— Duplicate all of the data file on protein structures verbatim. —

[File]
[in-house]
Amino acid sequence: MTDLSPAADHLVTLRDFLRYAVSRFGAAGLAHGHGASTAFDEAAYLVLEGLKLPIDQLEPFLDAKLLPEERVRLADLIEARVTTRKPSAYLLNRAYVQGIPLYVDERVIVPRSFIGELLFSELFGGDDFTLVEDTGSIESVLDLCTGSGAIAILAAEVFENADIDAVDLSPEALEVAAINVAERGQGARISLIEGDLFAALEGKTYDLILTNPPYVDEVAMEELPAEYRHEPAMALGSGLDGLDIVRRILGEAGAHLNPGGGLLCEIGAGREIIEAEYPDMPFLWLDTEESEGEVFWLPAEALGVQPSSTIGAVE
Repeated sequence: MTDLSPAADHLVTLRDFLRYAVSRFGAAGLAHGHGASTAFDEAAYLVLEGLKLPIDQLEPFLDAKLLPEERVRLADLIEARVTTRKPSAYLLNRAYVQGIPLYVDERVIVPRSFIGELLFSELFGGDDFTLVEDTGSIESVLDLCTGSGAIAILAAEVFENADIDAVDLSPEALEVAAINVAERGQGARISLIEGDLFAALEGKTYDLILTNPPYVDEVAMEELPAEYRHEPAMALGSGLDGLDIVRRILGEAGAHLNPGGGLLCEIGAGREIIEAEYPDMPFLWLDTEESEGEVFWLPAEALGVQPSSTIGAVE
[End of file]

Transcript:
[in-house]
Amino acid sequence: MTDLSPAADHLVTLRDFLRYAVSRFGAAGLAHGHGASTAFDEAAYLVLEGLKLPIDQLEPFLDAKLLPEERVRLADLIEARVTTRKPSAYLLNRAYVQGIPLYVDERVIVPRSFIGELLFSELFGGDDFTLVEDTGSIESVLDLCTGSGAIAILAAEVFENADIDAVDLSPEALEVAAINVAERGQGARISLIEGDLFAALEGKTYDLILTNPPYVDEVAMEELPAEYRHEPAMALGSGLDGLDIVRRILGEAGAHLNPGGGLLCEIGAGREIIEAEYPDMPFLWLDTEESEGEVFWLPAEALGVQPSSTIGAVE
Repeated sequence: MTDLSPAADHLVTLRDFLRYAVSRFGAAGLAHGHGASTAFDEAAYLVLEGLKLPIDQLEPFLDAKLLPEERVRLADLIEARVTTRKPSAYLLNRAYVQGIPLYVDERVIVPRSFIGELLFSELFGGDDFTLVEDTGSIESVLDLCTGSGAIAILAAEVFENADIDAVDLSPEALEVAAINVAERGQGARISLIEGDLFAALEGKTYDLILTNPPYVDEVAMEELPAEYRHEPAMALGSGLDGLDIVRRILGEAGAHLNPGGGLLCEIGAGREIIEAEYPDMPFLWLDTEESEGEVFWLPAEALGVQPSSTIGAVE